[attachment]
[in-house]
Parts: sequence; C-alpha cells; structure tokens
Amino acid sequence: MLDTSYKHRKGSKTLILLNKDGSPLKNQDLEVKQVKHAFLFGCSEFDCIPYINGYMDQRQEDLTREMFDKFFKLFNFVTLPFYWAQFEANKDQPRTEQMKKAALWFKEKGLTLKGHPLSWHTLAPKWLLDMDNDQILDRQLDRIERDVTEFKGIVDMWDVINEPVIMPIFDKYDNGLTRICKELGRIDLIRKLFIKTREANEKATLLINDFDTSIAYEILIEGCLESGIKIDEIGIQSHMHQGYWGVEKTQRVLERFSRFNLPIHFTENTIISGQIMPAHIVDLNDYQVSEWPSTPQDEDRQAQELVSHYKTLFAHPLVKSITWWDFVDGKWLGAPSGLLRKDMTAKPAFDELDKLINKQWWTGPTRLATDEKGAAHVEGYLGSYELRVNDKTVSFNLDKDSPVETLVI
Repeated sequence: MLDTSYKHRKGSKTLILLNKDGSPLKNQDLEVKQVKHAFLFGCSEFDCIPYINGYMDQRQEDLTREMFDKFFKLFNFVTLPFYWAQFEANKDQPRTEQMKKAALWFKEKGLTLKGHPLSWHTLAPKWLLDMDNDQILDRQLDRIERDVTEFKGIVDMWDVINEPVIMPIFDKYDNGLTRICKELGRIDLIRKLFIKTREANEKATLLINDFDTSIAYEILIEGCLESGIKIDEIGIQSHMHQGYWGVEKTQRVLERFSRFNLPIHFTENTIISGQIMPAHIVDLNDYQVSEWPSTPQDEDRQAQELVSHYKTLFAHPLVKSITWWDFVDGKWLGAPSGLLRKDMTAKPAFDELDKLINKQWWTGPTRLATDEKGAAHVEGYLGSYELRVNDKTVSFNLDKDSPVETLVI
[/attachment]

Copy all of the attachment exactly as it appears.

[in-house]
Parts: sequence; C-alpha cells; structure tokens
Amino acid sequence: MLDTSYKHRKGSKTLILLNKDGSPLKNQDLEVKQVKHAFLFGCSEFDCIPYINGYMDQRQEDLTREMFDKFFKLFNFVTLPFYWAQFEANKDQPRTEQMKKAALWFKEKGLTLKGHPLSWHTLAPKWLLDMDNDQILDRQLDRIERDVTEFKGIVDMWDVINEPVIMPIFDKYDNGLTRICKELGRIDLIRKLFIKTREANEKATLLINDFDTSIAYEILIEGCLESGIKIDEIGIQSHMHQGYWGVEKTQRVLERFSRFNLPIHFTENTIISGQIMPAHIVDLNDYQVSEWPSTPQDEDRQAQELVSHYKTLFAHPLVKSITWWDFVDGKWLGAPSGLLRKDMTAKPAFDELDKLINKQWWTGPTRLATDEKGAAHVEGYLGSYELRVNDKTVSFNLDKDSPVETLVI
Repeated sequence: MLDTSYKHRKGSKTLILLNKDGSPLKNQDLEVKQVKHAFLFGCSEFDCIPYINGYMDQRQEDLTREMFDKFFKLFNFVTLPFYWAQFEANKDQPRTEQMKKAALWFKEKGLTLKGHPLSWHTLAPKWLLDMDNDQILDRQLDRIERDVTEFKGIVDMWDVINEPVIMPIFDKYDNGLTRICKELGRIDLIRKLFIKTREANEKATLLINDFDTSIAYEILIEGCLESGIKIDEIGIQSHMHQGYWGVEKTQRVLERFSRFNLPIHFTENTIISGQIMPAHIVDLNDYQVSEWPSTPQDEDRQAQELVSHYKTLFAHPLVKSITWWDFVDGKWLGAPSGLLRKDMTAKPAFDELDKLINKQWWTGPTRLATDEKGAAHVEGYLGSYELRVNDKTVSFNLDKDSPVETLVI